Zoo. Many zoos have special activities planned for little ones, so make sure to look up what’s happening ahead of time to maximize your fun learning about animals.

Gardening. There is no better feeling than seeing your hard work pay off with beautiful flowers or delicious vegetables. Add some art by painting rocks to decorate your new garden!

Park playgrounds. A very cost-effective outing is your local park. Pack up a bit of lunch and spend the afternoon outside.

Theme parks. Theme parks are a perfect way to spend a summer day since there’s usually something for everyone.

Outdoor concerts. There are so many great outdoor events happening this summer, no matter where you’re from. Try to make it to at least one this season for a bit of culture.

Family bike rides. Learning to ride a bike is a milestone in most kids’ lives and a skill that they will never truly forget. Add some exercise to your schedule with a fun bike ride.

If you would like to learn more about random acts of kindness, contact Simple Acts of Care and Kindness at 866-459-7225 or visit www.simpleacts.org for additional information.

School Attributes Anti-Bullying Setting for Student Success | Corona, CA

Hidden Treasure Christian School wants to make mission more visible

By Myra Ruiz | Published: Apr. 27, 2022 at 5:00 PM PDT

TAYLORS, S.C. (FOX Carolina) – When John Vaughn, then a minister at Faith Baptist Church, started Hidden Treasure Christian School, he had his daughter’s best interests in mind.

“My dad didn’t want me in the public school system because other children would make fun of me and I would not learn about God,” Becky Vaughn told FOX Carolina.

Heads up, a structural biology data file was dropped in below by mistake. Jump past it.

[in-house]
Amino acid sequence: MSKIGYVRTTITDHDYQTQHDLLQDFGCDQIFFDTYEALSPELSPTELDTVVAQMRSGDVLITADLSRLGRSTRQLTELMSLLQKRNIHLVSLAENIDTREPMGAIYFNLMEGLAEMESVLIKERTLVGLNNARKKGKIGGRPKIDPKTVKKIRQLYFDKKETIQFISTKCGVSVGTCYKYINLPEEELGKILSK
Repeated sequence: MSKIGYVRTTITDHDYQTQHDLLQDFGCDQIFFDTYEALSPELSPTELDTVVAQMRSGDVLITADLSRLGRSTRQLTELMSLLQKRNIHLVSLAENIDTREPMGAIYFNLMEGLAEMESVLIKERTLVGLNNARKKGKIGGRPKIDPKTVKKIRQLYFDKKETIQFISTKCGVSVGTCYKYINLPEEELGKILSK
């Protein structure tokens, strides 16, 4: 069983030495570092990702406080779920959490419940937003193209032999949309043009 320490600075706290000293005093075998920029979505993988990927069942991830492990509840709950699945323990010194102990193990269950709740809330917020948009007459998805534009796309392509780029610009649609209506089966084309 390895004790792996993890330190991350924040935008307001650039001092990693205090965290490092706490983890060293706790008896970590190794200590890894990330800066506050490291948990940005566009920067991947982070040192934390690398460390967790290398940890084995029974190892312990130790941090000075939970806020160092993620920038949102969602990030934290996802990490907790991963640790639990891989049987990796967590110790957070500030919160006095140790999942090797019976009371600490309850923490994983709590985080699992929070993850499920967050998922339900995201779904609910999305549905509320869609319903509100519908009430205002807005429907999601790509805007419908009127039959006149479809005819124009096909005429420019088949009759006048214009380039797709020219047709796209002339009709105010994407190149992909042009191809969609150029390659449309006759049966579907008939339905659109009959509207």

On May 20, 1978, a house fire left Vaughn with third-degree burns on 95 percent of her body. Her mother, Brenda Vaughn, also survived the fire with third-degree burns to 65 percent of her body.

Not only did the pastor want a bully-free and academically-fulfilling education for his daughter but also one that would instill Christian values. Vaughn said she is grateful for the education she received.

“It helped me to have a biblical perspective to know that God had a purpose and a plan for my life,” Vaughn said.

When the school opened in 1981, its only two students were Vaughn and a 13-year-old girl with Down Syndrome. The next year, enrollment doubled and then kept growing in subsequent years. Today there are 60 students at the school – each diagnosed with a special need that may be physical, emotional, mental, intellectual or a combination of any of these.

Bullying has not been an issue here and we pray it never will be,” Dr. Carl Herbster, Hidden Treasure Administrator, told FOX Carolina. “We’re here to help parents raise their children in a way that would accomplish the greatest potential for that young person.”

Hidden Treasure customizes each student’s curriculum to fit individual needs. The low student-to-teacher ratio and special attention given to each pupil’s learning process have led families from other states to choose Hidden Treasure.

Veronica Smith moved from Atlanta. After touring the school, she realized that Hidden Treasure would be the best place for her 16-year-old daughter, Teagan, who is considered low-verbal.

“I love the school,” Smith said. “Her reading has improved. Her math has improved. Her writing has improved. Her confidence in herself has improved.”

The yearly tuition at Hidden Treasure is $21,000. As a private school, it does not receive any state or federal funding. The school raises money for scholarships, so families aren’t excluded due to financial need.

“We don’t want (Hidden Treasure) as a ministry be a hidden treasure,” Herbster said. “We want to develop the hidden treasure in every young person that comes to us.”

Copyright 2022 WHNS. All rights reserved.

If you would like to learn more about random acts of kindness, contact Simple Acts of Care and Kindness at 866-459-7225 or visit www.simpleacts.org for additional information.

21 Facts About Bullying You May Not Know | Corona, CA

bullying

No one likes a bully. And no one deserves to be bullied. Unfortunately, while it feels like you’re the only one enduring the pain that is associated with bullying, it is something that happens to so many of us in our lifetimes. In fact, there are some pretty awful statistics revolving around bullying. Thankfully, light always cast away darkness – and some of the most brilliant light comes from simple acts of kindness. So, don’t be afraid of the bullies and never let them get you down. You aren’t alone. And it will get better.